April 4, 2005
7th Circuit, per Easterbrook, discusses reasonableness and restitution
I noted in this weekend post two circuit cases discussing reasonableness in dicta, and today in an opinion from Judge Easterbrook, the Seventh Circuit has given us more interesting dicta to debate. In US v. George, No. 04-3099 (7th Cir. Apr. 4, 2005) (available here), the Seventh Circuit suggests appellate review under the Booker will resemble "the approach we have taken for decisions to reimprison a person after revoking supervised release." Here are some highlights from George (with citations omitted):
The Supreme Court's decision in Booker shows that the Guidelines continue to inform district judges' decisions. Judges need not rehearse on the record all of the considerations that 18 U.S.C. §3553(a) lists; it is enough to calculate the range accurately and explain why (if the sentence lies outside it) this defendant deserves more or less. That's the approach we have taken for decisions to reimprison a person after revoking supervised release, a subject on which the Guidelines always have been advisory rather than binding. It makes sense to follow the same approach for the Guidelines as a whole in Booker's wake. Chief Judge Randa explained his decision. Had he known that the Guidelines continue to have substantial sway, he might have imposed a sentence closer to 60 months; it is inconceivable that anticipation of the ongoing need to start from and respect the Guidelines' framework would have led to a lower sentence. Any error therefore was harmless.
George does not contend that his actual sentence is unreasonable, the post-Booker standard of appellate review. It is hard to conceive of below-range sentences that would be unreasonably high. George's is not. The United States would have better claim to be the party aggrieved by the district judge's disposition, and it has not appealed.
In addition to this discussion of reasonableness, George also addresses Booker's applicability to restitution awards in the federal system (which depend on judicial fact-finding):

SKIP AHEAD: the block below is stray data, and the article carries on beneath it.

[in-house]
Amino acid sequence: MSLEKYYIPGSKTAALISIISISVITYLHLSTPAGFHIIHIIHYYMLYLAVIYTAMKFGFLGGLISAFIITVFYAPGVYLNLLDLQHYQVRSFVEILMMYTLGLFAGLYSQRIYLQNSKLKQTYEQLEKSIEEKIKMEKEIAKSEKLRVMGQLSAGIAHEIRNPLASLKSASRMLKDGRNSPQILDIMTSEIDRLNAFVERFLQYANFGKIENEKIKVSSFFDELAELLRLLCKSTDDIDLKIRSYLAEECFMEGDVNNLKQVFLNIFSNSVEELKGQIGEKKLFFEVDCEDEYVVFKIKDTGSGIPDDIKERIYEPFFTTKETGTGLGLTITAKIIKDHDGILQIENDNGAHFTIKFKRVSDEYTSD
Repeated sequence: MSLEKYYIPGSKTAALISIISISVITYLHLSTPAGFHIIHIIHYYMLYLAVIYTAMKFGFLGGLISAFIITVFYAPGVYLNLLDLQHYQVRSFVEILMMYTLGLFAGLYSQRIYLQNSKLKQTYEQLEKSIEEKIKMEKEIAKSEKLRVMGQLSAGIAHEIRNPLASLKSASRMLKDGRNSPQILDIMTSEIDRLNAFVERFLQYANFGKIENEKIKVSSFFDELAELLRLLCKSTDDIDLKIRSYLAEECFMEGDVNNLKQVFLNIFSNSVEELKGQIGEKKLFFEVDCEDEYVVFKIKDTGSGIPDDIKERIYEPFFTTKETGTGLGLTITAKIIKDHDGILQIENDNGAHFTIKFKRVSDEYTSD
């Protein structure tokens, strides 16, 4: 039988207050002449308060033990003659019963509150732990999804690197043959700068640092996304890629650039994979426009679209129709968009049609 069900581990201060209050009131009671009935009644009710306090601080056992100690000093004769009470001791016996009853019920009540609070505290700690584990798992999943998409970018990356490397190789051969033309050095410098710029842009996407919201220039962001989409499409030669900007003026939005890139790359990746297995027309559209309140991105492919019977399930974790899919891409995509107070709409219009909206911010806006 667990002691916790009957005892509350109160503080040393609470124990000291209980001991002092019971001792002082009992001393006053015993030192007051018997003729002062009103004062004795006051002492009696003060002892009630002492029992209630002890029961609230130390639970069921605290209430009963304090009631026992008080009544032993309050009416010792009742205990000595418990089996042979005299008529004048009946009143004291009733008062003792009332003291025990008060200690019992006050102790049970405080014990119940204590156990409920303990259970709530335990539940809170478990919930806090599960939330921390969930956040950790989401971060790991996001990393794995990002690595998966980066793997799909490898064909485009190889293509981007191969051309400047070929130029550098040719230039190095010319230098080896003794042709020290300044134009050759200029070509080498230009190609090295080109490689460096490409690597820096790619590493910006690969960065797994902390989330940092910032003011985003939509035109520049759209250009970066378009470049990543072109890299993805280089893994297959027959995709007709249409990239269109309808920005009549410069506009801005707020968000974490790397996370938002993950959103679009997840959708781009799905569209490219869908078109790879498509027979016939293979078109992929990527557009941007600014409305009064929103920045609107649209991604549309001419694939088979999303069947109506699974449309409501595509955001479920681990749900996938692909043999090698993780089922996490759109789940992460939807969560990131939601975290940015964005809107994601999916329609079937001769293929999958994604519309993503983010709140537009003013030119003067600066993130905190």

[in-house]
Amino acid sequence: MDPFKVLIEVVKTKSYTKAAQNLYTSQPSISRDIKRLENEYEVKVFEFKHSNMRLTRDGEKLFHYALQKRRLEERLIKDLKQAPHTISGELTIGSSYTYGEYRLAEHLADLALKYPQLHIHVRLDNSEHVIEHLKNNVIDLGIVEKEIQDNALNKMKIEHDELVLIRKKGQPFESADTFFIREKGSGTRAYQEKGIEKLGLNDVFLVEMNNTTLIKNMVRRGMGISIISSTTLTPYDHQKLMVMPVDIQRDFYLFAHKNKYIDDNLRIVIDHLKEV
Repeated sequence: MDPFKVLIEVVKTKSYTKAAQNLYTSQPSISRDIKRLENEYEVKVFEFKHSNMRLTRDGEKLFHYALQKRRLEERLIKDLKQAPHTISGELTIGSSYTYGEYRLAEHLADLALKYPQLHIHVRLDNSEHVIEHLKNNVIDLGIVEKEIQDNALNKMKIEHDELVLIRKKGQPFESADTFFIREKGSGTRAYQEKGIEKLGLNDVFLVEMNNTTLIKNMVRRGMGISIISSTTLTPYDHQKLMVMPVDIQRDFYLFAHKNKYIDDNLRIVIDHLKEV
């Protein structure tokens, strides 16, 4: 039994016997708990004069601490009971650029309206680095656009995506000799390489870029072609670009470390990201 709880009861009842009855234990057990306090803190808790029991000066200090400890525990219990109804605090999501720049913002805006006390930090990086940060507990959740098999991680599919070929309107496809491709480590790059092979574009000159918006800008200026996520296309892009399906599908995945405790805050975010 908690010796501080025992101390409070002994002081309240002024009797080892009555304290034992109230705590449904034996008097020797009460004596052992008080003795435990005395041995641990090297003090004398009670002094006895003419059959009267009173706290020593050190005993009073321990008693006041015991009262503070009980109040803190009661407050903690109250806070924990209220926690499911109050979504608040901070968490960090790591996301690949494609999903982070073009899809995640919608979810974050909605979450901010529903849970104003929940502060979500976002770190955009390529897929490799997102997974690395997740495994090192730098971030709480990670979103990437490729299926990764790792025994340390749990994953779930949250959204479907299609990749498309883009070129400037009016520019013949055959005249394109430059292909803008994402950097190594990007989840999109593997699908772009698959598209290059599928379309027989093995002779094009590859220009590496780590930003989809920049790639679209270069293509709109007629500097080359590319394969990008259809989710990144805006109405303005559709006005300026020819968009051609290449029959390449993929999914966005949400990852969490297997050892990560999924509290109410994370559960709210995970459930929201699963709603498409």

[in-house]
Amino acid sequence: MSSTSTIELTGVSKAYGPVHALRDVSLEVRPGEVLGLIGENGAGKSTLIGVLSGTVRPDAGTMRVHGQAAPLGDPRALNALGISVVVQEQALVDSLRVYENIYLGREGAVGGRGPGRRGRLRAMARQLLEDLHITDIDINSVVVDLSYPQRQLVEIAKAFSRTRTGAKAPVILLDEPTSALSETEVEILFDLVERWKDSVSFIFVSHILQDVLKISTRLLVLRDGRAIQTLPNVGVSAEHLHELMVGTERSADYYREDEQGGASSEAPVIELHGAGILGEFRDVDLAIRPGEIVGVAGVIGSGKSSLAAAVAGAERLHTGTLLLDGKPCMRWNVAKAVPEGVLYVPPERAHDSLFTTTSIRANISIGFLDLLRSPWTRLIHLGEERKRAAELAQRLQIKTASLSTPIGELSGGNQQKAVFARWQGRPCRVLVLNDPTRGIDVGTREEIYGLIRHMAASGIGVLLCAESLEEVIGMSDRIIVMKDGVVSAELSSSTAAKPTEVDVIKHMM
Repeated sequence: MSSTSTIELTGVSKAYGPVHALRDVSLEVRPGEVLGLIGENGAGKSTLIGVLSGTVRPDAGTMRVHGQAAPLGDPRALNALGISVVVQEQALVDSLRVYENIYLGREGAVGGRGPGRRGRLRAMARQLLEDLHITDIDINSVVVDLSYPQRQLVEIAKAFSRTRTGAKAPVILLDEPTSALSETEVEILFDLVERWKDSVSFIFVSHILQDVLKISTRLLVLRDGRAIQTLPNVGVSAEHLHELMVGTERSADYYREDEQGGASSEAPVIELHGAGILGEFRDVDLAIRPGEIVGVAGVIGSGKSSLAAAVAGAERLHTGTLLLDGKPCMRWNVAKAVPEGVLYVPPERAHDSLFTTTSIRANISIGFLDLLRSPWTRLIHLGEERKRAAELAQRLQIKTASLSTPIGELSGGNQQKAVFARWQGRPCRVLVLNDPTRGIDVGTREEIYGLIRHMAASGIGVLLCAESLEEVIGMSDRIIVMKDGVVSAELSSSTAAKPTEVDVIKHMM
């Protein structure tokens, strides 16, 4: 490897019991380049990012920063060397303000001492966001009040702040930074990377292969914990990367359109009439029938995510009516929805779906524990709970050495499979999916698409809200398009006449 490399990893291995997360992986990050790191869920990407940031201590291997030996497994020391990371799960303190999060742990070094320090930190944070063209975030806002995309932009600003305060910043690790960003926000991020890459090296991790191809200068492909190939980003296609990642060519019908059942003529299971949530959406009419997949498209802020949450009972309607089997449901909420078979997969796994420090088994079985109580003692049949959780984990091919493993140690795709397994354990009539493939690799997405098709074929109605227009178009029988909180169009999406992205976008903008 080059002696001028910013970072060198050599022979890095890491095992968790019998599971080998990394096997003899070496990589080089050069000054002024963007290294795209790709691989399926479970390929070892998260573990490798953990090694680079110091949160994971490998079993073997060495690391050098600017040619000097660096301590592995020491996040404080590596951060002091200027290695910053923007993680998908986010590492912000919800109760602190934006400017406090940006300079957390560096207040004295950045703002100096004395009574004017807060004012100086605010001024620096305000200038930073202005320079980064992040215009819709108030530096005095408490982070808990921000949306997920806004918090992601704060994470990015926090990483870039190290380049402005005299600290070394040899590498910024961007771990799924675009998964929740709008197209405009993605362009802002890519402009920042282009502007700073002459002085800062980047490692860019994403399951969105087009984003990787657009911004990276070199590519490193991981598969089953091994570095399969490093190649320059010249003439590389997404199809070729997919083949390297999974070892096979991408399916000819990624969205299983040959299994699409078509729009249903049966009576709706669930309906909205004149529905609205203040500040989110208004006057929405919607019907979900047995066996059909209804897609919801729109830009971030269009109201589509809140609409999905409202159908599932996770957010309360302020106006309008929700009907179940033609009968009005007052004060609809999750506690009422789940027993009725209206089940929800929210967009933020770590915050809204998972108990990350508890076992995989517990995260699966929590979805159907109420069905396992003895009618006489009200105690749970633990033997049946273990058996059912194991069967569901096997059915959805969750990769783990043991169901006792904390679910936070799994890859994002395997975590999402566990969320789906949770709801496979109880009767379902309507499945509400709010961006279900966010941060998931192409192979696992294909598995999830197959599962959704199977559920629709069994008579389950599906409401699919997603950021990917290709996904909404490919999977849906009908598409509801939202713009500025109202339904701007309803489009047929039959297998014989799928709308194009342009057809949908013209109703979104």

George's contention that Booker requires juries rather than judges to assess restitution is misguided. There is no "statutory maximum" for restitution; indeed, it is not a criminal punishment but instead is a civil remedy administered for convenience by courts that have entered criminal convictions, so the sixth amendment does not apply. We have accordingly held that Apprendi v. New Jersey, 530 U.S. 466 (2000), does not affect restitution, and that conclusion is equally true for Booker.
April 4, 2005 at 04:44 PM | Permalink
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Isn't it pretty clear that Judge Easterbrook has this wrong on both points? (1) "Unreasonable" is not the rule of decision for post-Booker sentencing; it is the standard of review. The rule of decision is that the sentence be sufficient but not greater than necessary (and that before making that judgment, the district court consider a long list of factors, one of which is the Guidelines). The standard of review, the Supreme Court said, is whether the decision below was "unreasonable"; that means, the sentence should be affirmed unless the district judge was unreasonable in determining that the sentence s/he selected was "not greater than necessary" (on a defendant's appeal) or that it was "sufficient" (on a government appeal). That the sentence is or is not within the Guidelines would seem to have some bearing on that question, but wouldn't be determinative. The judge's statement of reasons should be particularly informative.
(2) As for restitution, most (if not all) other Circuits say it is a criminal punishment (so does the U.S. Code for that matter, 18 U.S.C. 3556). (This has come up in the context of applying the ex post facto clause, for example.) And in any event the question under Apprendi (or Blakely, or Booker) is (or should be) not whether restitution has a "maximum" but whether the maximum punishment for the offense of conviction can include restitution without the proof of additional facts (typically, loss) beyond those implied by the verdict. Of course, the answer to that is No. Therefore, to the extent that either a statute (18 USC 3663A, for example), or Guideline (USSG 5E1.1, in other words) tries to make restitution mandatory upon conviction, without proof at trial of the loss amount and the identity of the "victim" (which the substantive criminal law makes largely irrelevant at trial, and often more prejudicial than probative), it violates Apprendi as intepreted in Booker.